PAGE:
Vatican and Protestants Begin New Talks on Justification

November 13, 2001 Columbus, Ohio, USA .... [Bettina Krause/ANN]

The Christian doctrine of justification will be the focus of a series of discussions between Roman Catholic, Lutheran, Methodist and Reformed Church leaders, beginning later this month in Columbus, Ohio, United States. While participants in the talks aim to move beyond the broad doctrinal consensus on justification already reached between Catholics and Lutherans, observers say there are still significant barriers to complete agreement between the groups.

"While it wouldn't be surprising if all the participants are able to come to a broad-strokes agreement on the issue, there continue to be deeply entrenched differences in theological understanding, especially regarding the Catholic practice of granting 'indulgences,'" says Dr. Bert B. Beach, director of inter-church relations for the Seventh-day Adventist Church worldwide.

In 1999, the Vatican and the Lutheran World Federation signed a "joint declaration on the doctrine of justification." Hailed as a "milestone in ecumenism," Catholic and Lutheran leaders said the document represented agreement on the idea that salvation can only be found through faith in Jesus, not through good works.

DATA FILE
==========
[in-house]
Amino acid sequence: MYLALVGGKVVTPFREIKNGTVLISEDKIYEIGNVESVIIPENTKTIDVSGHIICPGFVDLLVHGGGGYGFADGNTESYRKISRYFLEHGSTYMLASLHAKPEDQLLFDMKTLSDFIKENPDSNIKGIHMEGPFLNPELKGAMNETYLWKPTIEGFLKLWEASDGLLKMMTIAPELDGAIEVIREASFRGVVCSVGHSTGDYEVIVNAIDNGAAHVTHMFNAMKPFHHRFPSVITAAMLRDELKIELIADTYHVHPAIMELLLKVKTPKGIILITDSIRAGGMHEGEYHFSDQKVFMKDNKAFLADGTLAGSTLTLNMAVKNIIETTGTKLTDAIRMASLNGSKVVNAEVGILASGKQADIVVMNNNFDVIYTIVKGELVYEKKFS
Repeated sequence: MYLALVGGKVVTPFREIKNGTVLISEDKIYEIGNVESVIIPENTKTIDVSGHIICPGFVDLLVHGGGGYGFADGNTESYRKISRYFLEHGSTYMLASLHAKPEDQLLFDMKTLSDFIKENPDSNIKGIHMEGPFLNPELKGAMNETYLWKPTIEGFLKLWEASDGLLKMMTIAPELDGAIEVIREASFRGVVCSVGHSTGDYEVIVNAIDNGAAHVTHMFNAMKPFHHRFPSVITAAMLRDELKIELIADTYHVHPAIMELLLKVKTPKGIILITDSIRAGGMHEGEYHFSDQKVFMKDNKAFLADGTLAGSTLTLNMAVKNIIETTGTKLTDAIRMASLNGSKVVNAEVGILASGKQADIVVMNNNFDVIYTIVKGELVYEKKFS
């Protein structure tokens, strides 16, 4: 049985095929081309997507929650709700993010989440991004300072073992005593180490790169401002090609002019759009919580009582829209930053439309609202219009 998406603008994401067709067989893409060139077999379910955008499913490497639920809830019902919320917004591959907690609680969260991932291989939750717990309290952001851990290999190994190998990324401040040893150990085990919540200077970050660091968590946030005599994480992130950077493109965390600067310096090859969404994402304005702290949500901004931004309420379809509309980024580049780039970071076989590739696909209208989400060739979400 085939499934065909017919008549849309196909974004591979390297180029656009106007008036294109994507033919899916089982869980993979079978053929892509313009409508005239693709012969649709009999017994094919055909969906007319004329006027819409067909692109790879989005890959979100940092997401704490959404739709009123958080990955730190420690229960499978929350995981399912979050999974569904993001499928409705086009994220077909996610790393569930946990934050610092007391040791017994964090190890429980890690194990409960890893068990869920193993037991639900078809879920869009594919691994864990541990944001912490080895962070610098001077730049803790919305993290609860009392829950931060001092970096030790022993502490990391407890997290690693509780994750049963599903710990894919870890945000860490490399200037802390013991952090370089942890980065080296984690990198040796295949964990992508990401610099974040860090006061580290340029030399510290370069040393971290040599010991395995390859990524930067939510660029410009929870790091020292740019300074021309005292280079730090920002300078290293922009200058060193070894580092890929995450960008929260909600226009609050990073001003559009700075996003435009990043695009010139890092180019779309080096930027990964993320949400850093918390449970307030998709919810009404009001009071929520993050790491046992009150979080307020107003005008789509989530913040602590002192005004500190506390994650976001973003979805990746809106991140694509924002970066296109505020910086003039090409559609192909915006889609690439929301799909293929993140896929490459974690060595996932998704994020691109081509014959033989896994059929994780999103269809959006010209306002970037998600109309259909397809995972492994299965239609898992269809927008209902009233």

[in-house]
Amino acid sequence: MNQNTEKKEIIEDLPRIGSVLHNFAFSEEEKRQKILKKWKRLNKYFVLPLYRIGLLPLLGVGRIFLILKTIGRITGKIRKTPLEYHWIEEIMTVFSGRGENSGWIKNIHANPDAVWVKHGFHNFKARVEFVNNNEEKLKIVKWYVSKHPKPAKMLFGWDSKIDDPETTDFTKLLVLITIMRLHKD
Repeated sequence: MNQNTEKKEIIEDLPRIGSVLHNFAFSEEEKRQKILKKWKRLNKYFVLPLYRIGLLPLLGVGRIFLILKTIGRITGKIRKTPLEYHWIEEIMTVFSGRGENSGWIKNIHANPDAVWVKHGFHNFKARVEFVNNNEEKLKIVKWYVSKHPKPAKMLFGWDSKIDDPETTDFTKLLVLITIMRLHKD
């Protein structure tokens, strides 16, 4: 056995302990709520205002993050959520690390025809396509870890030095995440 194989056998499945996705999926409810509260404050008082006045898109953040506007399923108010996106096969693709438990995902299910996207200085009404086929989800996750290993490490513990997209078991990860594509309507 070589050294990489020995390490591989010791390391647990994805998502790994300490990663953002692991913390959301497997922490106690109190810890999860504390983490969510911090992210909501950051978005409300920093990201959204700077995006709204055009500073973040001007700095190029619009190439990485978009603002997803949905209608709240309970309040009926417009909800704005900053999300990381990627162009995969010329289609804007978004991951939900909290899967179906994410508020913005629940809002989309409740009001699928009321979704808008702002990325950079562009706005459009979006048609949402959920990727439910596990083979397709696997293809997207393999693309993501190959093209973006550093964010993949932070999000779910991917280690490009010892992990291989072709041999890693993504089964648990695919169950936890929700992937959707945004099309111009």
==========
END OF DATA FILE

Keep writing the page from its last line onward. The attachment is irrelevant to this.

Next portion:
Catholic and Lutheran leaders have suggested that the upcoming talks in Ohio may move the denominations closer to mutual acceptance of each others' communion, or Eucharist, services, narrowing the 484-year breach between the two groups.

The involvement of additional Protestant groups in this next round of discussions is an "interesting development," says Beach. Representatives from the World Alliance of Reformed Churches and the World Methodist Council will participate in the November talks with the Anglican, or Episcopalian, Church sending observers.

According to Beach, moving beyond the 1999 agreement will be difficult. Besides the issue of indulgences, Beach points to a controversial Vatican declaration, Dominus Iesus, issued in September last year, which reaffirmed the Catholic Church's traditional claim that it is the "one true church." The statement, which referred to Protestant churches as merely ‘ecclesial communities,’ angered many in the Protestant community and "certainly won't help the Vatican's ecumenical efforts," says Beach.

Disagreement about the doctrine of justification--or the way humans gain salvation--was central to the 16th century split between Protestants and the Catholic Church, known as the Reformation. It is a division that has largely defined Christendom ever since. Martin Luther, father of the Reformation, proclaimed that justification is through faith alone, and he condemned the Catholic Church's emphasis on works rather than faith. -” --Source: Adventist News Network